Penn Engineers Develop a New Chip Using a Deep Neural Network of Optical Waveguides That Can Classify Nearly 2 Billion Images Per Second

This Article is written as a summay by Marktechpost Staff based on the paper 'An on-chip photonic deep neural network for image classification'. All Credit For This Research Goes To The Researchers of This Project. Check out the paper and post.

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Penn engineers designed a novel chip that uses a deep neural network of optical waveguides to recognize and classify an image in less than a nanosecond without needing a separate processor or memory unit.

The study published in Nature explains how the chip’s many optical neurons are linked together using optical wires or “waveguides” to construct a deep network of many “neuron layers” that resembles the human brain. Information flows across the network’s layers, with each step assisting in classifying the input image into one of the learned categories. The pictures organized by the chip in the study were hand-drawn, letter-like characters.

Artificial intelligence (AI) is used in various systems, from text prediction to medical diagnosis. Many AI systems are based on artificial neural networks, electrical analogs of biological neurons interconnected with a set of known data, such as photographs, and then used to detect or classify new data points inspired by the human brain.

The researchers’ chip, which is less than a square centimeter in size, can recognize and classify a picture in less than a millisecond without using a separate CPU or memory unit.

Source: https://penntoday.upenn.edu/news/penn-engineers-chip-can-classify-nearly-two-billion-images-second

The image of the target item is initially created on an image sensor, such as the digital camera in a smartphone, in classic neural networks used for image identification. The image sensor subsequently turns light into electrical impulses, converted into binary data that can be processed, analyzed, stored, and classed using computer processors. Accelerating these abilities is critical for various applications, including facial recognition, automatically recognizing text in photographs, and assisting self-driving cars in spotting impediments.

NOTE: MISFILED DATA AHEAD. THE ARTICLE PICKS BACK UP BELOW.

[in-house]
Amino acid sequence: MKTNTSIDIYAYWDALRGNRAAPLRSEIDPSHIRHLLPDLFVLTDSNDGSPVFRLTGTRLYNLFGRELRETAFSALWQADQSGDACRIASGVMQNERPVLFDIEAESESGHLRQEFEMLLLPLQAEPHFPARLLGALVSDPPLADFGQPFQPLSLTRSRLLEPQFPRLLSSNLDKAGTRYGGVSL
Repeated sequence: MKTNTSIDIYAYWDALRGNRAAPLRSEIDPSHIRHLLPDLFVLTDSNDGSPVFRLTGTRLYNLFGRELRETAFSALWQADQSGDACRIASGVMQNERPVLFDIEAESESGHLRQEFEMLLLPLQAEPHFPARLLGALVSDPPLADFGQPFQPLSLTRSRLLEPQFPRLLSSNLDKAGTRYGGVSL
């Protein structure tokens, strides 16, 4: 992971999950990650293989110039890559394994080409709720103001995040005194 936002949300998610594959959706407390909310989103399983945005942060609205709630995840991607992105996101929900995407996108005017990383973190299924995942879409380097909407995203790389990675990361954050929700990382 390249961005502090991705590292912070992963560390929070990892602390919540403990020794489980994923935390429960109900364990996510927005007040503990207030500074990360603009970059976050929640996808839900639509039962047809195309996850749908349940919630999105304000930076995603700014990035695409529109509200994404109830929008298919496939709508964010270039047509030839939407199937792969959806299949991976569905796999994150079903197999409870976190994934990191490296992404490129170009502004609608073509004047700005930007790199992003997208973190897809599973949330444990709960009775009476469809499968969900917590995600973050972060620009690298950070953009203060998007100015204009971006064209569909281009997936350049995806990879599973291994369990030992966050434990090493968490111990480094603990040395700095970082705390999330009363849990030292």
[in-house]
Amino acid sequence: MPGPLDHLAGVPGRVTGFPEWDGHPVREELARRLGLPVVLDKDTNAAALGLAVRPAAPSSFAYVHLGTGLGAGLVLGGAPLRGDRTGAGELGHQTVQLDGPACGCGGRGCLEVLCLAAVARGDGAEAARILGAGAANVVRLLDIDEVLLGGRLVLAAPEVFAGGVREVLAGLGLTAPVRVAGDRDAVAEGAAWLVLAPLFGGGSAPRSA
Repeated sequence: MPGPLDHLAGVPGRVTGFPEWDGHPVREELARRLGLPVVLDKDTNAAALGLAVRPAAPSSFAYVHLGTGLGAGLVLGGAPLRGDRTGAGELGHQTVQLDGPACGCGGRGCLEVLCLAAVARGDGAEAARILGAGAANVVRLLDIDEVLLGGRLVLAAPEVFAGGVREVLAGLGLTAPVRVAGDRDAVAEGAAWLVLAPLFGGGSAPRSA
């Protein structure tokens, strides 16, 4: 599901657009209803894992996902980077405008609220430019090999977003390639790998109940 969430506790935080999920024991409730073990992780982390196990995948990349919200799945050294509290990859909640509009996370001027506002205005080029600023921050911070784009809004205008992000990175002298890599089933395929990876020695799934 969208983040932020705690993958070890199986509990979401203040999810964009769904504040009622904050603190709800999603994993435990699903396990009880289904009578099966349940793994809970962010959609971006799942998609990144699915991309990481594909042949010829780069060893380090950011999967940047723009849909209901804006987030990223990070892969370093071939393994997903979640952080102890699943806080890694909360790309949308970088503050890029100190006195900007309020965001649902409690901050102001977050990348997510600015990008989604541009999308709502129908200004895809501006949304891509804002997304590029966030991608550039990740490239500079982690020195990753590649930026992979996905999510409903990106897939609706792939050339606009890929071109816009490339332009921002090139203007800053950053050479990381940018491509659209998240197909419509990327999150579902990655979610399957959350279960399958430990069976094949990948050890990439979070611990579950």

While consumer-grade image classification technology in most applications can benefit from a digital chip that can execute billions of computations per second, more advanced image classification applications like identifying moving objects. Even the most sophisticated technology is being pushed to its limits by 3D object recognition and classification of microscopic cells in the body. The linear order of computing steps in a computer processor controlled by a clock-based timetable is now the speed limit of these technologies.

Penn Engineers have developed the first scalable chip that instantly classifies and recognizes photos to overcome this restriction. Professor of electrical and systems engineering, along with a postdoctoral fellow and a graduate student, have eliminated the four main time-consuming components of a traditional computer chip: optical to electrical signal conversion, the need to convert input data to binary format, a large memory module, and clock-based computations.

They did so by employing an optical deep neural network based on a 9.3 square millimeter chip to directly process light received from the object of interest.